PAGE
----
Phoebe and her best friend score a touchdown with this groundbreaking pairing of a sports-minded girl and her dog.

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A perky Australian labradoodle narrates this sports-themed tale describing the dog’s interest in playing soccer and football with a group of neighborhood children.

The story is written by a long-term ESPN host and his wife, using their own dog and family as models for the main characters. The dog, Phoebe, has fluffy, white fur and an unusual, bright pink tail. She considers herself an integral part of the human family, referring to family members as Mom, Dad, sister, and brother. (The family has light skin, and the young daughter wears red glasses.) At the neighborhood playground Phoebe wants to join in the day’s informal pickup games of soccer and football with a group of children, including her “sister.” The dog knows the basic rules of the games from watching her owner on his sports show on TV, so she jumps right in and plays, scoring goals and touchdowns (of sorts). Phoebe helps the little girl feel better when she falls down, and a happy conclusion ensues with kids and dog tired after their afternoon playing outside. While the story is a little forced, positive attributes include a female dog and a female main character (a rare and welcome pairing), a group of kids of different ethnicities playing unorganized ball games outdoors without adults directing the action, and a plot with a dog enjoying a taste of two popular sports. Bold digitally produced illustrations use a variety of perspectives and lots of motion, with speech balloons and sound effects providing additional interest.

Phoebe and her best friend score a touchdown with this groundbreaking pairing of a sports-minded girl and her dog. (Picture book. 4-8)

Pub Date: June 5, 2018

ISBN: 978-1-4814-8931-7

Page Count: 32

Publisher: Aladdin

Review Posted Online: March 27, 2018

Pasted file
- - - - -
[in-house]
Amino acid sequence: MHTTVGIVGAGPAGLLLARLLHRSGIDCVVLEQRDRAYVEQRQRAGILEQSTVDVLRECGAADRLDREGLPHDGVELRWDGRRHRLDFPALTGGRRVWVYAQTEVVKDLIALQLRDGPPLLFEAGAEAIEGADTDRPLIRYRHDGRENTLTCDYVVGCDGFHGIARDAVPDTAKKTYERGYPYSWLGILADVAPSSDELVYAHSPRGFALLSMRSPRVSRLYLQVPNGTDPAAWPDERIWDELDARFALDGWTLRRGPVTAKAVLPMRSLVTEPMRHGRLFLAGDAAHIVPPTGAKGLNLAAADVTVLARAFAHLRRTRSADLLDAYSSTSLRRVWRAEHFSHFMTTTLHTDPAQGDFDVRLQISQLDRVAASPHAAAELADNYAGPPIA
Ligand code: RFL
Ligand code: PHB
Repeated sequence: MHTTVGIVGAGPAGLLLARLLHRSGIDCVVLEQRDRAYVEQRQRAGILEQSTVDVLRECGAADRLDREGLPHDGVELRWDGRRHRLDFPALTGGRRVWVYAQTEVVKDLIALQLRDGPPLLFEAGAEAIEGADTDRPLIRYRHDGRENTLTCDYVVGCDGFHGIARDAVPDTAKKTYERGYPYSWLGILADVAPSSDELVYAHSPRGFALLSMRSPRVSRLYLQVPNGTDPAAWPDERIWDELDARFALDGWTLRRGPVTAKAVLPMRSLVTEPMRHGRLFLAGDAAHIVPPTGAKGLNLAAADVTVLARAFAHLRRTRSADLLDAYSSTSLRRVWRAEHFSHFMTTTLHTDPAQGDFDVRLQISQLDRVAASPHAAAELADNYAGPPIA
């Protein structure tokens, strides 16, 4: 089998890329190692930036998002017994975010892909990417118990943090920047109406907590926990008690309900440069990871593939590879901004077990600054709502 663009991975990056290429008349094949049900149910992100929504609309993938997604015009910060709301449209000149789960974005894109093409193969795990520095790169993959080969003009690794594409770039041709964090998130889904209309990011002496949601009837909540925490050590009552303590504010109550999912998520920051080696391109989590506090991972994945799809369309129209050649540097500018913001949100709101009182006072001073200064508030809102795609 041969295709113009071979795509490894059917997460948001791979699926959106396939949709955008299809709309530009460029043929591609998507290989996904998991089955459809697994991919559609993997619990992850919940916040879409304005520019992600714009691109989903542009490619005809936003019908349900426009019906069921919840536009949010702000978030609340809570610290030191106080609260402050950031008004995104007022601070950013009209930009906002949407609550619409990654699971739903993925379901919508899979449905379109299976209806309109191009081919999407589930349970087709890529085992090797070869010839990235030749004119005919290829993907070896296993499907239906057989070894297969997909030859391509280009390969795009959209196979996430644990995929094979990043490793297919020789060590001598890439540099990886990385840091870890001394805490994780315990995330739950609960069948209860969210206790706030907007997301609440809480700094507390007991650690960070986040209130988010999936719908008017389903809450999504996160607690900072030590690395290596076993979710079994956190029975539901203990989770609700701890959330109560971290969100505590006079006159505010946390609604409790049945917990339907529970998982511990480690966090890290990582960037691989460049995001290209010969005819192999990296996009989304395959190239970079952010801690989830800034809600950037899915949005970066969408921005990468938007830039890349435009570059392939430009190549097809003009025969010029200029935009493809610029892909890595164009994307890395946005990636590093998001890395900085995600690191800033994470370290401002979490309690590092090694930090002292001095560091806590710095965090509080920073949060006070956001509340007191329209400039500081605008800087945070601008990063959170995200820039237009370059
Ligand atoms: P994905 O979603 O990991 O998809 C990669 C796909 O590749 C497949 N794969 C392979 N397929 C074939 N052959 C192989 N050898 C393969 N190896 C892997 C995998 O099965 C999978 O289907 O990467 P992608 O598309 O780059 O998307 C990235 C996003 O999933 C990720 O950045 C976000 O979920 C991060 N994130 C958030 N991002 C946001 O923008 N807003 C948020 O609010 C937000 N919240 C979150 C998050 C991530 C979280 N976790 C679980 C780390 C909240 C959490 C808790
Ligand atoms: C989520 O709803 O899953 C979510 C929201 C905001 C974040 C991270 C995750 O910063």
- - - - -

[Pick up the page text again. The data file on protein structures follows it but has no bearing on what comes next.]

Kirkus Reviews Issue: April 15, 2018

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Hee haw.

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THE WONKY DONKEY

The print version of a knee-slapping cumulative ditty.

In the song, Smith meets a donkey on the road. It is three-legged, and so a “wonky donkey” that, on further examination, has but one eye and so is a “winky wonky donkey” with a taste for country music and therefore a “honky-tonky winky wonky donkey,” and so on to a final characterization as a “spunky hanky-panky cranky stinky-dinky lanky honky-tonky winky wonky donkey.” A free musical recording (of this version, anyway—the author’s website hints at an adults-only version of the song) is available from the publisher and elsewhere online. Even though the book has no included soundtrack, the sly, high-spirited, eye patch–sporting donkey that grins, winks, farts, and clumps its way through the song on a prosthetic metal hoof in Cowley’s informal watercolors supplies comical visual flourishes for the silly wordplay. Look for ready guffaws from young audiences, whether read or sung, though those attuned to disability stereotypes may find themselves wincing instead or as well.

Hee haw. (Picture book. 5-7)

Pub Date: May 1, 2010

ISBN: 978-0-545-26124-1

Page Count: 26

Publisher: Scholastic

Review Posted Online: Dec. 29, 2018

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Spires’ understanding of the fragility and power of the artistic impulse mixes with expert pacing and subtle...

THE MOST MAGNIFICENT THING

Making things is difficult work. Readers will recognize the stages of this young heroine’s experience as she struggles to realize her vision.

First comes anticipation. The artist/engineer is spotted jauntily pulling a wagonload of junkyard treasures. Accompanied by her trusty canine companion, she begins drawing plans and building an assemblage. The narration has a breezy tone: “[S]he makes things all the time. Easy-peasy!” The colorful caricatures and creations contrast with the digital black outlines on a white background that depict an urban neighborhood. Intermittent blue-gray panels break up the white expanses on selected pages showing sequential actions. When the first piece doesn’t turn out as desired, the protagonist tries again, hoping to achieve magnificence. A model of persistence, she tries many adjustments; the vocabulary alone offers constructive behaviors: she “tinkers,” “wrenches,” “fiddles,” “examines,” “stares” and “tweaks.” Such hard work, however, combines with disappointing results, eventually leading to frustration, anger and injury. Explosive emotions are followed by defeat, portrayed with a small font and scaled-down figures. When the dog, whose expressions have humorously mirrored his owner’s through each phase, retrieves his leash, the resulting stroll serves them well. A fresh perspective brings renewed enthusiasm and—spoiler alert—a most magnificent scooter sidecar for a loyal assistant.

Spires’ understanding of the fragility and power of the artistic impulse mixes with expert pacing and subtle characterization for maximum delight. (Picture book. 4-7)

Pub Date: April 1, 2014

ISBN: 978-1-55453-704-4

Page Count: 32

Publisher: Kids Can

Review Posted Online: Feb. 26, 2014

Kirkus Reviews Issue: March 15, 2014

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